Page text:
New York, NY
As part of ongoing maintenance of the Cathedral Church of St. John the Divine, Vertical Access worked with Urbitran Engineers and Robert Silman Associates to document the condition of portions of the interior and to install monitoring equipment.
The Cathedral Church of St. John the Divine, one of the world’s largest Christian churches, is the cathedral of the Episcopal Diocese of New York. The firm of Heins & LaFarge won the cathedral’s design competition in 1888 with a Romanesque and Byzantine design calling for a total length of 520 feet and a towering fleche at the crossing. A Guastavino tile dome, 162 feet high at the apex, was built to temporarily cover the crossing, but the fleche was never built and the Guastavino dome remains in place today.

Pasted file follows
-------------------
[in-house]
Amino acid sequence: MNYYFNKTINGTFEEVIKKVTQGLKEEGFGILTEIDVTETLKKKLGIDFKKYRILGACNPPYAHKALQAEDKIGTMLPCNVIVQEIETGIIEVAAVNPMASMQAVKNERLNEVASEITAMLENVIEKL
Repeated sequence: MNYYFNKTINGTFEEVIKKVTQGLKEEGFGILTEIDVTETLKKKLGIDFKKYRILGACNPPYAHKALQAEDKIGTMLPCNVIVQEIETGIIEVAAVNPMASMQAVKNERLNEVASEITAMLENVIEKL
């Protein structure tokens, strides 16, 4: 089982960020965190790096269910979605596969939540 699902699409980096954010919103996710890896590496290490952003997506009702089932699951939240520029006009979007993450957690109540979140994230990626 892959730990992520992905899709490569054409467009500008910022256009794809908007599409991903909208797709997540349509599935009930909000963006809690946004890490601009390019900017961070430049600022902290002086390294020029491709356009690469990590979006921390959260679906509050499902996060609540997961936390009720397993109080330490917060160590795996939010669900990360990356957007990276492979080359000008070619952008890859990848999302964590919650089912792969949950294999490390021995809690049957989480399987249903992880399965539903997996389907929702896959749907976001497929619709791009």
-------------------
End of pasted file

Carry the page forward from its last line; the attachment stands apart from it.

Construction began in 1892, following the Heins and LaFarge plan, but the design was altered by Ralph Adams Cram in the first decade of the twentieth century to be in keeping with the then-fashionable Gothic Revival style. Work was stopped during the Second World War, but renewed interest in the stonemasonry trades resulted in the creation of an apprenticeship program.
Scope of work
- Installed and calibrated OSMOS fiber optic crack gauges across cracks in the buttress arches above the cathedral’s aisles.
- Inspected, measured, and photographed the underside of the concrete slab and beams of the south tower.
- Episcopal Diocese of New York
In collaboration with
- Urbitran Engineers